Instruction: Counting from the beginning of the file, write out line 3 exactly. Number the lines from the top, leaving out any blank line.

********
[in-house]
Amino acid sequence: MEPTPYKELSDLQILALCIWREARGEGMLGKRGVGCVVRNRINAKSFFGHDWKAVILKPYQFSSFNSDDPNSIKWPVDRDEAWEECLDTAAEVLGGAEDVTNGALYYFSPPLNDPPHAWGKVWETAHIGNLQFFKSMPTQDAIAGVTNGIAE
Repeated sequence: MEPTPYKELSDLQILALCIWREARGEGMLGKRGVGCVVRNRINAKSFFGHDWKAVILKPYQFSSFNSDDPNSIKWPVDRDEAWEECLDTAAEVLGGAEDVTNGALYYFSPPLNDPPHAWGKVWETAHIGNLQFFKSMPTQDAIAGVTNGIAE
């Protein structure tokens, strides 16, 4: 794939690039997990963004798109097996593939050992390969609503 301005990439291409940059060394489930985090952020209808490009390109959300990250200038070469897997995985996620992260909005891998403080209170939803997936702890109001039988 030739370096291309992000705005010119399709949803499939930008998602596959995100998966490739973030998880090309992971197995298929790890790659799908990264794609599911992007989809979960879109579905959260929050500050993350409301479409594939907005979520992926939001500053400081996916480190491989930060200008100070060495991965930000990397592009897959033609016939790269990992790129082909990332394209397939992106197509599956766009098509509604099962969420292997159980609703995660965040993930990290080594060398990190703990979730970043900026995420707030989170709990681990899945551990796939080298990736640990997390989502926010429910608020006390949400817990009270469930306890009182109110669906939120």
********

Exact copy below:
Repeated sequence: MEPTPYKELSDLQILALCIWREARGEGMLGKRGVGCVVRNRINAKSFFGHDWKAVILKPYQFSSFNSDDPNSIKWPVDRDEAWEECLDTAAEVLGGAEDVTNGALYYFSPPLNDPPHAWGKVWETAHIGNLQFFKSMPTQDAIAGVTNGIAE